Possible antihistamines that may be prescribed include:

  • cinnarizine
  • cyclizine
  • promethazine teoclate

Like prochlorperazine, antihistamines can also make you feel sleepy. Headaches and an upset stomach are also possible side effects. Check the patient information leaflet that comes with your medicine for the full list of possible side effects.

A medication called betahistine works in a similar way to antihistamines. It has been used to treat Ménière’s disease and may also be used for other balance problems. It may have to be taken for a long period of time. The beneficial effects vary from person to person.


If you have vertigo, there are some safety issues to consider. For example:

  • you should inform your employer if your job involves operating machinery or climbing ladders
  • you may be at increased risk of falls – see preventing falls for advice on making your home safer and reducing your risk

Vertigo could also affect your ability to drive. You should avoid driving if you’ve recently had episodes of vertigo and there’s a chance you may have another episode while you’re driving.

It’s your legal obligation to inform the Driver and Vehicle Licensing Agency (DVLA) about a medical condition that could affect your driving ability. Visit the GOV.UK website for more information on driving with a disability.

Dizziness: causes and treatment. Why I’m dizzy and how to get rid of it

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Table of contents

Dizziness: causes
Benefits of contacting MEDSI

Dizziness is not a disease, but a symptom that occurs in a number of very different diseases, causing the patient to disorientate in space, a false sensation of the mobility of objects and stationary objects relative to him or the person himself relative to the objects surrounding him. It is extremely common, especially among older patients and females: it is the second most common medical complaint after headache.

Diagnosis of dizziness is difficult, since the sensation of instability in space is extremely subjective and can vary significantly in different patients both in the degree of manifestation and in the resulting sensory phenomena.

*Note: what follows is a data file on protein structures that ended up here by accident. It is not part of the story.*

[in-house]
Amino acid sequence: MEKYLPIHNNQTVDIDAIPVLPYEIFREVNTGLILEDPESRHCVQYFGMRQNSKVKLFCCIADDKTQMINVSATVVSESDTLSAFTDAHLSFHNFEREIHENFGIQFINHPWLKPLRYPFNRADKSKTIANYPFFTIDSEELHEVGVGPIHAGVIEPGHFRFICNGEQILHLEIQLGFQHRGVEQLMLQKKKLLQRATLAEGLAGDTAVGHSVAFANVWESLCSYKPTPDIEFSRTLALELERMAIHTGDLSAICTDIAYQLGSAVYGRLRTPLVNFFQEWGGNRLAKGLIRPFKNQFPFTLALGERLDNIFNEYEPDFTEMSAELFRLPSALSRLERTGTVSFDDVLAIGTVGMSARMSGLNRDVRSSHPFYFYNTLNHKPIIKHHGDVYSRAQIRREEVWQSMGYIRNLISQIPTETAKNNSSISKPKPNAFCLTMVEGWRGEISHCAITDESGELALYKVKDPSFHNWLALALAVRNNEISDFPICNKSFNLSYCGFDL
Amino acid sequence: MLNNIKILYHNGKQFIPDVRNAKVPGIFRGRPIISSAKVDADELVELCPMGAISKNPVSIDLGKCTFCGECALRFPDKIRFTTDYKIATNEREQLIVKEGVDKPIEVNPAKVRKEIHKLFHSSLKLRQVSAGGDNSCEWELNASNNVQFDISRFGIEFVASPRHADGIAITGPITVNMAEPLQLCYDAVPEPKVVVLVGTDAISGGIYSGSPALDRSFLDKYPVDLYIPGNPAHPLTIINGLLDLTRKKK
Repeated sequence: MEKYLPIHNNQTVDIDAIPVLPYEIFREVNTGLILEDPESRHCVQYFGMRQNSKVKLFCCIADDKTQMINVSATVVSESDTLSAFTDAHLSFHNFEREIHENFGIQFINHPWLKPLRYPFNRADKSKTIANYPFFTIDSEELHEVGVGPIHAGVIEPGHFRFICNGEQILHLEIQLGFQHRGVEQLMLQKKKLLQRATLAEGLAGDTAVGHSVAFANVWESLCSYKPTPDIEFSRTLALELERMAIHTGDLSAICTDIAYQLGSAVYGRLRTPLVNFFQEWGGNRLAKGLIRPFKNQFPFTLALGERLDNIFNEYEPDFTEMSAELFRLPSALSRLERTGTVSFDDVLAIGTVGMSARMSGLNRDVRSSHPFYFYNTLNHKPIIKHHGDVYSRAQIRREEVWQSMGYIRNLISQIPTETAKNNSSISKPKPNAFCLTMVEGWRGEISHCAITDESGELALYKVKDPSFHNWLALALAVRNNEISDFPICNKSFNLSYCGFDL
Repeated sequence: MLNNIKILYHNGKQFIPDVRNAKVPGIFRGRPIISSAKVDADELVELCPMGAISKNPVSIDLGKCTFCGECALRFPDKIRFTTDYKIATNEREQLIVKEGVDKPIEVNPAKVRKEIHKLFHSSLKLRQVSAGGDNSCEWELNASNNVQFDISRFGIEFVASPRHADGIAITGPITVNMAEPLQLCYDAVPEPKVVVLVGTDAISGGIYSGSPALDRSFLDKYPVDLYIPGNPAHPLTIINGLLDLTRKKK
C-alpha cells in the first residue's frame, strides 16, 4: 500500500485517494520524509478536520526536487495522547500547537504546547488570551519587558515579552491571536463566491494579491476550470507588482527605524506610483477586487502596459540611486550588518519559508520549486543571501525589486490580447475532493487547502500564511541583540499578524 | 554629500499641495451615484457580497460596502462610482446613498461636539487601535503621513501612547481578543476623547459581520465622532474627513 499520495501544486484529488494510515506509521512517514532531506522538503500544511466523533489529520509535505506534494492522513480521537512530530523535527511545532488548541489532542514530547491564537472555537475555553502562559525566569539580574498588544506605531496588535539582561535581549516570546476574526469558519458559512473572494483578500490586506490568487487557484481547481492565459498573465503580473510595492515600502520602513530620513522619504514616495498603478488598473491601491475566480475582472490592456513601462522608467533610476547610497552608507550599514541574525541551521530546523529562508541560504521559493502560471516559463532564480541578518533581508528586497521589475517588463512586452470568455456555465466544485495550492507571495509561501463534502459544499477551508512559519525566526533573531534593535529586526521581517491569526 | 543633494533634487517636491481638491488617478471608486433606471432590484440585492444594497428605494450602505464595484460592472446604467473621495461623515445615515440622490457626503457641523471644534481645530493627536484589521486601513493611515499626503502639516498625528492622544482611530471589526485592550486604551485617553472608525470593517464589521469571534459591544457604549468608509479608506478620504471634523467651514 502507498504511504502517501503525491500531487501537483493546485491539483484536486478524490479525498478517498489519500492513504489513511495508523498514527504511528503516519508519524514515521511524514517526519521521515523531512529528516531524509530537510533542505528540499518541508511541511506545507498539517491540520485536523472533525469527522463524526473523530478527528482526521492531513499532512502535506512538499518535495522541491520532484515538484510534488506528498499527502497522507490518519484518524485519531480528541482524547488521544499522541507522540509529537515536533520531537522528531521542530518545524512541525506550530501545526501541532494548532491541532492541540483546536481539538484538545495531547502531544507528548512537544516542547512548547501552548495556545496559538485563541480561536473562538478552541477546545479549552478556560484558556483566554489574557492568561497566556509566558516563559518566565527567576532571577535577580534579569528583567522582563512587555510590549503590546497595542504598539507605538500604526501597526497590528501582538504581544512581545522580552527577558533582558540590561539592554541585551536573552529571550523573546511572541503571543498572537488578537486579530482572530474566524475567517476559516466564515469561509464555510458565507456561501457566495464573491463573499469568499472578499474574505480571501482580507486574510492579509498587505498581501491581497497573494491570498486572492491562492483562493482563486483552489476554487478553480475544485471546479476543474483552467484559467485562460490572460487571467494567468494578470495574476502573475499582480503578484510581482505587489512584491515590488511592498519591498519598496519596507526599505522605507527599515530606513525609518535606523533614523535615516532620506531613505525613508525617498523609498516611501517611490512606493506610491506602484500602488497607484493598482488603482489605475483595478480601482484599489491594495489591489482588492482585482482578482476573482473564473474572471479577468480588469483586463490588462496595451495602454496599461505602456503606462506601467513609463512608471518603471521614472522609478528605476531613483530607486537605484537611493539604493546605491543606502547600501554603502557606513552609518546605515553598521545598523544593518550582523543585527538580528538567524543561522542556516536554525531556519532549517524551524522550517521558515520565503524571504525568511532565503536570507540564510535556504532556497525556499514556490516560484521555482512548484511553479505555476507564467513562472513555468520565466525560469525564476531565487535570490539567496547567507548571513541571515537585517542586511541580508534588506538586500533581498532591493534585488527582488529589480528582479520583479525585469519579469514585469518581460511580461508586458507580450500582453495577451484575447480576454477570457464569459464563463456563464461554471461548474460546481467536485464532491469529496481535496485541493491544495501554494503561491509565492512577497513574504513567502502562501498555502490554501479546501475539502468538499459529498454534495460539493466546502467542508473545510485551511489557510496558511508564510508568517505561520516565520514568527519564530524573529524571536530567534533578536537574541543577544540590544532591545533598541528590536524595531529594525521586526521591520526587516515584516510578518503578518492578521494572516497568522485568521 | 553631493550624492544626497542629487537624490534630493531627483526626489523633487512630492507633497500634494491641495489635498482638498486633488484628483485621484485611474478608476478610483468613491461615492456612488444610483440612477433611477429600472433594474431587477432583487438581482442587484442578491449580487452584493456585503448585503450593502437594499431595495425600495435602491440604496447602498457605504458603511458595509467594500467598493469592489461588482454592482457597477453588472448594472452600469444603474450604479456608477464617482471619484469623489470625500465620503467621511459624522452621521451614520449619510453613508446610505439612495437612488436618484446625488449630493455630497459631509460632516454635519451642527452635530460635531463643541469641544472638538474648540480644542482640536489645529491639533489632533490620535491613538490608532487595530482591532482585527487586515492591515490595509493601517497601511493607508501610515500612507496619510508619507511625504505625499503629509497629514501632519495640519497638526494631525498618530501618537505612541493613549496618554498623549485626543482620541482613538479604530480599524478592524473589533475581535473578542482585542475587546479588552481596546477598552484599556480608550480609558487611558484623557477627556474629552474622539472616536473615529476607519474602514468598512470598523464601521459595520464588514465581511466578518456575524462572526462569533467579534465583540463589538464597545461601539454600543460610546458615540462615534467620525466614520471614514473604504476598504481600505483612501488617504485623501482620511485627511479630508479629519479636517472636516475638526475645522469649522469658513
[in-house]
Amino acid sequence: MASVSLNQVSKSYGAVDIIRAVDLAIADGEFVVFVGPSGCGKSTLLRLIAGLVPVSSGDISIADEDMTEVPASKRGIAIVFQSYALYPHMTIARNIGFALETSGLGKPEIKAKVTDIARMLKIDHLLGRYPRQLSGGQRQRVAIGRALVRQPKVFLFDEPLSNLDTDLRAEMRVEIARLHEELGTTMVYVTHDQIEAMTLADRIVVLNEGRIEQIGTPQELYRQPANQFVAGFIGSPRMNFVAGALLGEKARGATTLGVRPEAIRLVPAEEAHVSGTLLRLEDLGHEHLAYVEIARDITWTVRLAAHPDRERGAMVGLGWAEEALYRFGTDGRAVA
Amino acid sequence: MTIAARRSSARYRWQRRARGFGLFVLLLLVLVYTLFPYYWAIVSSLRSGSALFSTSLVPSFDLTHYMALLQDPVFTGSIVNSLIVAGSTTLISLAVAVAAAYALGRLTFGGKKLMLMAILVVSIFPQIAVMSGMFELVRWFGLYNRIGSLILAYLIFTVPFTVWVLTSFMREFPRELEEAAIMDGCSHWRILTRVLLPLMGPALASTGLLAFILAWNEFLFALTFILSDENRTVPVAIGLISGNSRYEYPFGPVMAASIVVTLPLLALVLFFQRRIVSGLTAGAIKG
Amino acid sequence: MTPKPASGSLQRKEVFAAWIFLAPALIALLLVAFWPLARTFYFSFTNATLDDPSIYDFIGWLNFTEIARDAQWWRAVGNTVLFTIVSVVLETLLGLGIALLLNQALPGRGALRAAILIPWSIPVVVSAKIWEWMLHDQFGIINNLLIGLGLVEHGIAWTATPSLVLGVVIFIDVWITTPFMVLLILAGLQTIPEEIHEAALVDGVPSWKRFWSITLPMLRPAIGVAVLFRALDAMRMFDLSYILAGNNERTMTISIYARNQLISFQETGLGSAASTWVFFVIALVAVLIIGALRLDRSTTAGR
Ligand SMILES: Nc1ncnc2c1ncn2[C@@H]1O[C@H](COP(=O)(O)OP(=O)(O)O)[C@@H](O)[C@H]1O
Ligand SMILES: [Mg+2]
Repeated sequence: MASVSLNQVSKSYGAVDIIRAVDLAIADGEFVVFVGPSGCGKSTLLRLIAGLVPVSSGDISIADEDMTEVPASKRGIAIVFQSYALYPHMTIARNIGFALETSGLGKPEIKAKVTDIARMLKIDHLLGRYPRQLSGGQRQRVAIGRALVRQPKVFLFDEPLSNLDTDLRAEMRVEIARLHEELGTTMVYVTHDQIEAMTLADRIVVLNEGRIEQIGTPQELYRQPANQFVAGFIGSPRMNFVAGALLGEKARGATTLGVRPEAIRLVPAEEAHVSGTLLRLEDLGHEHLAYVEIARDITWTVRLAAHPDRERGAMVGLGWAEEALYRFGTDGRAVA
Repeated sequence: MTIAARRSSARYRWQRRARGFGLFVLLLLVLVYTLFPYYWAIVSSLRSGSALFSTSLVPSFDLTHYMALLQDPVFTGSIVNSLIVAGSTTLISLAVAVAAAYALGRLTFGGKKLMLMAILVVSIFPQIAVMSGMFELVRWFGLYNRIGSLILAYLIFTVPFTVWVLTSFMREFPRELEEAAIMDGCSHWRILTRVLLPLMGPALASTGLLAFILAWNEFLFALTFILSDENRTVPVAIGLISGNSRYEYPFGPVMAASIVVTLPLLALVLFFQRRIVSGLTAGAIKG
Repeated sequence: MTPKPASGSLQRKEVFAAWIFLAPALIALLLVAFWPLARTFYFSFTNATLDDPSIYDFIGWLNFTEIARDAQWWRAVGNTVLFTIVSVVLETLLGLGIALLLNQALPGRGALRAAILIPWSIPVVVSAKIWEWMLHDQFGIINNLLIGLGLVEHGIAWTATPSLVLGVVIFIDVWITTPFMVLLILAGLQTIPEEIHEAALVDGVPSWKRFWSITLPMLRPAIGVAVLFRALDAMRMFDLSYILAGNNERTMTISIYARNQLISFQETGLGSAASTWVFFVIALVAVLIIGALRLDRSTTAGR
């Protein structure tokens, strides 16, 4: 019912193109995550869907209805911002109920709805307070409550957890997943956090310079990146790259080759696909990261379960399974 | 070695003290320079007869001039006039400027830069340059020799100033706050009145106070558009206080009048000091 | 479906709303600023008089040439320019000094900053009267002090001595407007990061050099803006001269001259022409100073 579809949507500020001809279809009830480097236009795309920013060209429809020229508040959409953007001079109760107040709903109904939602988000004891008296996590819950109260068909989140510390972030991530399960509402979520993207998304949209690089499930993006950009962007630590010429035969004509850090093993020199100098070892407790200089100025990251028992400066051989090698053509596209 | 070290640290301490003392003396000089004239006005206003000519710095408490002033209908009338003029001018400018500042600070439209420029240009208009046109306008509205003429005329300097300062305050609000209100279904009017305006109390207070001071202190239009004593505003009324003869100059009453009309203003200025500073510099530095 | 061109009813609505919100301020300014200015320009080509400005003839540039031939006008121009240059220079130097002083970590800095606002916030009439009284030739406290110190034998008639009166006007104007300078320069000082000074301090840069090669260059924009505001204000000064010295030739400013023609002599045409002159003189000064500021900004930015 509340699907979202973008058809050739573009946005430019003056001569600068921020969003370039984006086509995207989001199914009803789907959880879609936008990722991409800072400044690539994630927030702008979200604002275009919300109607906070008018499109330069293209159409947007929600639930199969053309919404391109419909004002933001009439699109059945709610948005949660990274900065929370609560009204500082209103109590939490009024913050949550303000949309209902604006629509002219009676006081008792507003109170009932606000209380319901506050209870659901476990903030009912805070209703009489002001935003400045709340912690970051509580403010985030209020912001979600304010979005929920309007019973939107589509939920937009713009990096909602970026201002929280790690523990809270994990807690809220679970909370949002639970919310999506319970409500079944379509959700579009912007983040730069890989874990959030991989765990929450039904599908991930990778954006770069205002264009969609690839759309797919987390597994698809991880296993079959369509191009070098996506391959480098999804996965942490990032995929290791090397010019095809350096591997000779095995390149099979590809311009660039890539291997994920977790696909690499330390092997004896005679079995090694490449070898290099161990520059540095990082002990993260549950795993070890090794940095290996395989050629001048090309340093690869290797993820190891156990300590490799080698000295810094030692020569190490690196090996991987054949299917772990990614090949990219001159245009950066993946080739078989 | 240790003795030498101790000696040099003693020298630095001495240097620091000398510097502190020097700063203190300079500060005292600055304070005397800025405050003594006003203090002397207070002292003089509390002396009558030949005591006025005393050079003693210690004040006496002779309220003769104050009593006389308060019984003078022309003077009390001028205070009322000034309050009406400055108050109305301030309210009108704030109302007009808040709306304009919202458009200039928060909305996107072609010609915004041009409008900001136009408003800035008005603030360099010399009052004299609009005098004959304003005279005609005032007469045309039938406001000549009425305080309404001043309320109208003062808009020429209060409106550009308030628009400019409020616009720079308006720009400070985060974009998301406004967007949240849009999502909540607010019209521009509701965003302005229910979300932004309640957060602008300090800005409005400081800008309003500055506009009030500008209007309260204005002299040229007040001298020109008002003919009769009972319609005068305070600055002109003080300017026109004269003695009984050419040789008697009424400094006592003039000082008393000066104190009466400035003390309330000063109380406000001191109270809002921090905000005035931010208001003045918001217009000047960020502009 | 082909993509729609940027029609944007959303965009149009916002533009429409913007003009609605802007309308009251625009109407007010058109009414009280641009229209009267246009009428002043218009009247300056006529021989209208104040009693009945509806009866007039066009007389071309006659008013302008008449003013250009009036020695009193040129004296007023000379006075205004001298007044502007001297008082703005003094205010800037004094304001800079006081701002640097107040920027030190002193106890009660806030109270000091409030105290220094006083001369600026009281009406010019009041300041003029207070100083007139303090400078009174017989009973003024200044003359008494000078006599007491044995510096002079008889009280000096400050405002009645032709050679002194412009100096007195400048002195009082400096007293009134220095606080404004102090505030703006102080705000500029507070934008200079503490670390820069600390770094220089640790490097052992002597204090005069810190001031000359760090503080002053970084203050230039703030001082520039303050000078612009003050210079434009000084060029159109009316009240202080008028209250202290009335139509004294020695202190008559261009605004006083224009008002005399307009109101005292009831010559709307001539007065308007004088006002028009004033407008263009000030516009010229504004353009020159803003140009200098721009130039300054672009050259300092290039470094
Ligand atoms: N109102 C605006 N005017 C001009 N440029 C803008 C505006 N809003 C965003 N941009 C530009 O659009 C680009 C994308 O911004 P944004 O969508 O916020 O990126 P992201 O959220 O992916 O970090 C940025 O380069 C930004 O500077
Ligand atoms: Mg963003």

The condition can occur suddenly, be episodic: the patient experiences something like a push, as if he is “led” in one direction.

Status description

The condition can occur suddenly, be episodic: the patient experiences something like a push, as if he is “led” in one direction. In other cases, there may be a feeling of movement of surrounding objects in a circle or a feeling of rotation of the person himself, as after a long circling on carousels. This state can persist for quite a long time, up to an hour. But more often, dizziness is expressed in a feeling of general instability of objects and the person himself, a violation of the sense of balance. The patient experiences uncertainty when walking, it seems to him that he is about to fall or stumble, the ground is slipping from under his feet. Sometimes the symptoms are so strong that the patient grasps objects and feels dizzy, as before losing consciousness.

When should you see a doctor immediately?

  • Dizziness onset for the first time, accompanied by nausea, vomiting or headache
  • Dizziness led to loss of consciousness
  • Weakness, tremor (trembling) of the limbs, tachycardia, sweating, feeling of lack of air, pain behind the sternum